The penny dropped. Being ‘perfect’ was the armour I sought out to protect myself from falling short. I was living at the mercy of what I imagined ‘other people’ thought, and not because I was particularly invested in the views of any person in particular. I was terrified of being judged by anyone about anything.

Victoria helped me to recognise how perfectionism had contributed to my undoing. The reason I hadn’t stopped to prioritise my health earlier was that I was scared doing that meant failure. Doing anything outside what I perceived as the ‘norm’ for highly functioning individuals was failure.

She explained that it’s the perception of, and reaction to ‘failure’ that makes perfectionism toxic. In the binary land of the perfectionist mind, the expectation is that every path will be smooth and easy to navigate, and when that isn’t the case, coping is difficult.

Two immutable facts of life make this paradigm calamitous: perfection is impossible to achieve, and failure is inevitable. Getting so sick that I had to retreat from life and be admitted to a psychiatric hospital was a powerful lesson in both.

To challenge the perfectionist mindset, Victoria recommended a practical exercise: thinking of three things, no matter how small, that had happened that day which made us feel something positive: happy, proud, grateful, relieved.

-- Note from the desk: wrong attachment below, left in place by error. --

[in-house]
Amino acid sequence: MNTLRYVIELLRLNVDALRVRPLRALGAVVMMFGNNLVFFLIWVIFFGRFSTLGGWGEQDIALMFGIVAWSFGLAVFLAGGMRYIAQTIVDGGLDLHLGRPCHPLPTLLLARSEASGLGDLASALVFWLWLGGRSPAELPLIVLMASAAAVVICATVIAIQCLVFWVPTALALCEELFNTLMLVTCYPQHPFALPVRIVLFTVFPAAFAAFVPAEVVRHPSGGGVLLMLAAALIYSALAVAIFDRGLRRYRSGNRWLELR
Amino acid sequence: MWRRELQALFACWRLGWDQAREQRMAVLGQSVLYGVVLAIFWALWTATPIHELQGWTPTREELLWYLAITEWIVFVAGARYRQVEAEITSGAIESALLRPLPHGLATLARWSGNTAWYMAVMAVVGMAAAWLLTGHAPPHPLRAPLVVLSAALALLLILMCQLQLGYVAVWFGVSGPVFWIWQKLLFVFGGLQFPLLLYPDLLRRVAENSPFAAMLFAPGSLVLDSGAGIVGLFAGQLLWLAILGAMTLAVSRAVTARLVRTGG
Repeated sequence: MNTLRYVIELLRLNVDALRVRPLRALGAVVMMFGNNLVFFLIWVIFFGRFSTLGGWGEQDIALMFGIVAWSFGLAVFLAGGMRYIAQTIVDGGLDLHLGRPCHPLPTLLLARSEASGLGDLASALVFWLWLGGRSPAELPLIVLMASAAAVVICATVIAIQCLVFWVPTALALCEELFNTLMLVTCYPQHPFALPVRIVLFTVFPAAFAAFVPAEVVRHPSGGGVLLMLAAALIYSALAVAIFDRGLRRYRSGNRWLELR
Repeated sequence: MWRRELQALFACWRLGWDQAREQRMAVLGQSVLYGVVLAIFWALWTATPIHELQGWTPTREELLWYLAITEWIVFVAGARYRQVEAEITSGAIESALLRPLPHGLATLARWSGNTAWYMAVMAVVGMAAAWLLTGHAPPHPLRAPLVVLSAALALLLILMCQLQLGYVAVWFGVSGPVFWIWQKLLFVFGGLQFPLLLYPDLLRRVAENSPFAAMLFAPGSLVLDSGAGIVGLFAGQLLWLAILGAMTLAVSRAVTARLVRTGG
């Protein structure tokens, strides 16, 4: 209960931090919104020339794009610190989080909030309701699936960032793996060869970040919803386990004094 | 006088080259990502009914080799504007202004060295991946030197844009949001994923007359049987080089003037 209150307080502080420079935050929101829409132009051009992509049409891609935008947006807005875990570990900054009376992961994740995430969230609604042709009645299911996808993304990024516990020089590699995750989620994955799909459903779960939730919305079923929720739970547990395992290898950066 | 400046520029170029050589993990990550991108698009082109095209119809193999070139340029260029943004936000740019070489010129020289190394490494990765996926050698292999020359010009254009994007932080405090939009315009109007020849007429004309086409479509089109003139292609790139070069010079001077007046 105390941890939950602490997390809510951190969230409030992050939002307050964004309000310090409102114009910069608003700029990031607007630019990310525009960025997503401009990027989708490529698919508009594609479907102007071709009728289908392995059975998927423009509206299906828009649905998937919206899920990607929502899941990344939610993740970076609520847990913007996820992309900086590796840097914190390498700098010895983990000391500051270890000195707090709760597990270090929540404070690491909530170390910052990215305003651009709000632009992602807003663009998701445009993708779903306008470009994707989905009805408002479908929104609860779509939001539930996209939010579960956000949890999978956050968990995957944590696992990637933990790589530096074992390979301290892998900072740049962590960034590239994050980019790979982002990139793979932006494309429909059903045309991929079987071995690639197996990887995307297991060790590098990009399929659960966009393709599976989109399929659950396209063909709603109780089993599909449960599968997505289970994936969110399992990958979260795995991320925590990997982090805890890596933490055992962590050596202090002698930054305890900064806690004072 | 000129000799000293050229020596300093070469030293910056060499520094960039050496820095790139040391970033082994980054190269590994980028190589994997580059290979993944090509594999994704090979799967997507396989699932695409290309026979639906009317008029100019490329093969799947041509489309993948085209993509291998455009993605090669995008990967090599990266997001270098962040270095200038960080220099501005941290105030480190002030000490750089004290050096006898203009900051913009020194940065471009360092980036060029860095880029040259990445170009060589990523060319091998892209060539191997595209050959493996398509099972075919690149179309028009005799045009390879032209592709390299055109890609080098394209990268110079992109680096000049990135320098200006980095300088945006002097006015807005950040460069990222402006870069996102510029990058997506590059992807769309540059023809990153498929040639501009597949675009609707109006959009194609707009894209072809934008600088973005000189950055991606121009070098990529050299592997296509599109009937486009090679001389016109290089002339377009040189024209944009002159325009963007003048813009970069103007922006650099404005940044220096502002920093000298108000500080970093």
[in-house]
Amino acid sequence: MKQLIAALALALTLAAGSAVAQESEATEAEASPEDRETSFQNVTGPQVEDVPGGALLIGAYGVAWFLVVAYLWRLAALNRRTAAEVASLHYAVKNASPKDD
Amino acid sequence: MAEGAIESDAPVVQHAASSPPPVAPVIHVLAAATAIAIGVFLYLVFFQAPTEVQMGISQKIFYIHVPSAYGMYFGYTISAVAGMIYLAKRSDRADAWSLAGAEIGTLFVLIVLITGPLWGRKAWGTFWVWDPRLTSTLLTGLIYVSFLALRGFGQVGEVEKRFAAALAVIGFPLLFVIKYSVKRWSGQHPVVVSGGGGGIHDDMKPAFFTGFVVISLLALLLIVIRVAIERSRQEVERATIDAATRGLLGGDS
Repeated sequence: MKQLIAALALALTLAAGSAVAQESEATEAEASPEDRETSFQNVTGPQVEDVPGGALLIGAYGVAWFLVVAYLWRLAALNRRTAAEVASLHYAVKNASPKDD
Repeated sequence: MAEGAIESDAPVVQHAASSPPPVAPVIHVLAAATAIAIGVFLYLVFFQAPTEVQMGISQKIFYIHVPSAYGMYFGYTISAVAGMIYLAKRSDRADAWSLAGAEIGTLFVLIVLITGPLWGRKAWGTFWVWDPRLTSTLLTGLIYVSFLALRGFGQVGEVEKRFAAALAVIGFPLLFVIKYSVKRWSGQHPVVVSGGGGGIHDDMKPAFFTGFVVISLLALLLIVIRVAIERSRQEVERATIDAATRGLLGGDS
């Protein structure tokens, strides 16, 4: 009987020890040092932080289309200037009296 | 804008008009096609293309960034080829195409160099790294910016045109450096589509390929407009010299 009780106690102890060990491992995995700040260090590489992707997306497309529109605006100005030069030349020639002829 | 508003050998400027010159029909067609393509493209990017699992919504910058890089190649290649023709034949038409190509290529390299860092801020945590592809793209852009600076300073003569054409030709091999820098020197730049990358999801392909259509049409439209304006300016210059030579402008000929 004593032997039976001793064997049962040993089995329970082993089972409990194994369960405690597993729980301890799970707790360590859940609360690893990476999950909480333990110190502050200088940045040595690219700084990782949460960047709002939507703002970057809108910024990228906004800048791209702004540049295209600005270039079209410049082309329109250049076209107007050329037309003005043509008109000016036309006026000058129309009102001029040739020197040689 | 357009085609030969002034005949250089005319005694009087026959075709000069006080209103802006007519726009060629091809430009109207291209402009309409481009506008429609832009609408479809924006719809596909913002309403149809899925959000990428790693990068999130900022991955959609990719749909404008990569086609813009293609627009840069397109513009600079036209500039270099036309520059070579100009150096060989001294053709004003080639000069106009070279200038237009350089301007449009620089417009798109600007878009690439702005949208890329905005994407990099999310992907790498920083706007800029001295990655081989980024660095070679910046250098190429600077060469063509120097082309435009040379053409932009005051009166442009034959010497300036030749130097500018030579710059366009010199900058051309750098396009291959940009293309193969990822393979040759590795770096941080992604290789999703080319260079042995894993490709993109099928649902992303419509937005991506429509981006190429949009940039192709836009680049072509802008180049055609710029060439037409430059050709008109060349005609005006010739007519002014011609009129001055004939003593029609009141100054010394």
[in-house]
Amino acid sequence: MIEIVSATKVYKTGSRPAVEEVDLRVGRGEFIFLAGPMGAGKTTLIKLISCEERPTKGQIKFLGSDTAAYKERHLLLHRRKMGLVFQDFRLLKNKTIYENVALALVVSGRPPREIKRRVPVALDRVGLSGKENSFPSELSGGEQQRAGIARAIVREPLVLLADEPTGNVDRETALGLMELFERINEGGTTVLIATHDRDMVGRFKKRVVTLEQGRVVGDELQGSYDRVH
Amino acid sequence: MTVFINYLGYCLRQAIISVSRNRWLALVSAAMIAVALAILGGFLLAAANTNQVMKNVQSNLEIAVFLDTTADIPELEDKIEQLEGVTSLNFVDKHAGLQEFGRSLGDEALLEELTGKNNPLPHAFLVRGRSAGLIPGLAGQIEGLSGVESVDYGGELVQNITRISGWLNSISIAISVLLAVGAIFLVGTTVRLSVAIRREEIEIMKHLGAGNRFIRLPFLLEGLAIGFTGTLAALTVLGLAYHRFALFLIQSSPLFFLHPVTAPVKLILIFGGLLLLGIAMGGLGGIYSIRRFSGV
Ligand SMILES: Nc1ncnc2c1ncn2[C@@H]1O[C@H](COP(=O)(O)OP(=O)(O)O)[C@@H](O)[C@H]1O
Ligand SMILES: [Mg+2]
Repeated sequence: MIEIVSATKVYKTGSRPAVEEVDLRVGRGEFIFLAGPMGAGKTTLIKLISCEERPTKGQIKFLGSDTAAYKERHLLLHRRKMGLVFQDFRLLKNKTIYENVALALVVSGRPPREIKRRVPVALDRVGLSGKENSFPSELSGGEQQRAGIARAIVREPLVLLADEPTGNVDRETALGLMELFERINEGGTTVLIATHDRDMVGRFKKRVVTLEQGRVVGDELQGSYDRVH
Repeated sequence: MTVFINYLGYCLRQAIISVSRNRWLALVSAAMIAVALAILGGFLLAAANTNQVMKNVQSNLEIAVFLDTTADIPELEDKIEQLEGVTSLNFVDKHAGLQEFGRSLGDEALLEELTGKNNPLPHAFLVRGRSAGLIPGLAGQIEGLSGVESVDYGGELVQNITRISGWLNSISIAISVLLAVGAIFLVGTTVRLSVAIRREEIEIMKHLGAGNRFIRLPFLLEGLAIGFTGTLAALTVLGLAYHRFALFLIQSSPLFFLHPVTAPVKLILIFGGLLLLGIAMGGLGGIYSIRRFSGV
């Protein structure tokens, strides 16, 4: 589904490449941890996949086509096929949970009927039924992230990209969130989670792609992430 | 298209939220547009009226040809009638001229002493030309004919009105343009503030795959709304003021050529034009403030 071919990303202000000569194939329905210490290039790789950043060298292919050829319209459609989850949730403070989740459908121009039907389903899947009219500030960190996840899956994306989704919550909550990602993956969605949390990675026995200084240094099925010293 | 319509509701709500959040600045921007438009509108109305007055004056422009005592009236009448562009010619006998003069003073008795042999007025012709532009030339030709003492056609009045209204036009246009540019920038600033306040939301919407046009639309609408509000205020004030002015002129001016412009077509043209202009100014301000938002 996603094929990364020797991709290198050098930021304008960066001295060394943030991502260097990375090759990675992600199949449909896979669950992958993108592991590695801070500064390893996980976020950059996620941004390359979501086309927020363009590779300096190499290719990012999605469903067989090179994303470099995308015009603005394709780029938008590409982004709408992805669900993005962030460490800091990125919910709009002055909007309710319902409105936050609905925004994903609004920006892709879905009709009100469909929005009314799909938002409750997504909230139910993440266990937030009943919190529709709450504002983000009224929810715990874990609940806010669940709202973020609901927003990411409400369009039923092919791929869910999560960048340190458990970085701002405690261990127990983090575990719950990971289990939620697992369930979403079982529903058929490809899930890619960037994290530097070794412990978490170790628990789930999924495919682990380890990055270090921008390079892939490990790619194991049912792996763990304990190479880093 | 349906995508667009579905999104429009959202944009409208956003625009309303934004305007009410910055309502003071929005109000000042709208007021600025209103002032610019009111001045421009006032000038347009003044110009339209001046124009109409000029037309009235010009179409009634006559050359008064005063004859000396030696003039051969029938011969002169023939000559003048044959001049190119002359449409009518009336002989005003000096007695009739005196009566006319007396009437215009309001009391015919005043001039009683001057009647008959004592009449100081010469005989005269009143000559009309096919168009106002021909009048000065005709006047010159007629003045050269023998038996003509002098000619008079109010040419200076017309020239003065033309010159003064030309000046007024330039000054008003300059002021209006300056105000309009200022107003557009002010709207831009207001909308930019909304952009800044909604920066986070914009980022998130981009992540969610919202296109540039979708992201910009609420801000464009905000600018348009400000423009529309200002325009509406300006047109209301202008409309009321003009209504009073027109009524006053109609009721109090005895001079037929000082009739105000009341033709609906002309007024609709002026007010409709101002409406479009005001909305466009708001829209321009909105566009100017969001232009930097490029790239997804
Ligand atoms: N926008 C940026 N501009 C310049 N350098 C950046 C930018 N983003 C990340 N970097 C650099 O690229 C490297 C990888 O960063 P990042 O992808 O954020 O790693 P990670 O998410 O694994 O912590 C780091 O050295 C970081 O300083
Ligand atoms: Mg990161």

‘The point of this exercise is to develop a new habit in your thinking to focus on the positives in your day and foster gratitude,’ she said. ‘It’s simple but very powerful, because it forces you to think differently. It can chip away at the tendency perfectionists have to be highly critical of themselves.’

Imagine falling asleep focusing on something good? Not being consumed with fear and worry about all the things I have ever done wrong? Is that even possible?


I was learning that it was.

That night as I tucked myself in, I was looking forward to putting this activity to the test. I was strict and didn’t let my mind wander. I started to think about what had happened that day that had made me feel good.

I thought of the walk I took along the beach before dinner, a new habit, and about the thrill I’d felt at being outside. I thought of the group therapy session in which I had been honest, again, about what I was feeling, and about how strangely rewarding it felt to be vulnerable: to actually own my quirks instead of desperately trying to hide them.

I thought about the conversation I’d had with my boyfriend Nick before I hopped into bed. About how lucky and happy I was to have this warm, kind and funny person in my life.

I wasn’t yet ready to reach for things I had done well, but I was able to latch on to the parts of my day that had left me feeling good.

Feeling, for once, more content than afraid, I drifted into sleep.

If you are struggling with anxiety, support is available 24/7 via Beyond Blue. Call the support line on 1300 22 4636 or visit the website.

This is an edited extract from Breaking Badly by Georgie Dent (Affirm Press, $29.99), out now.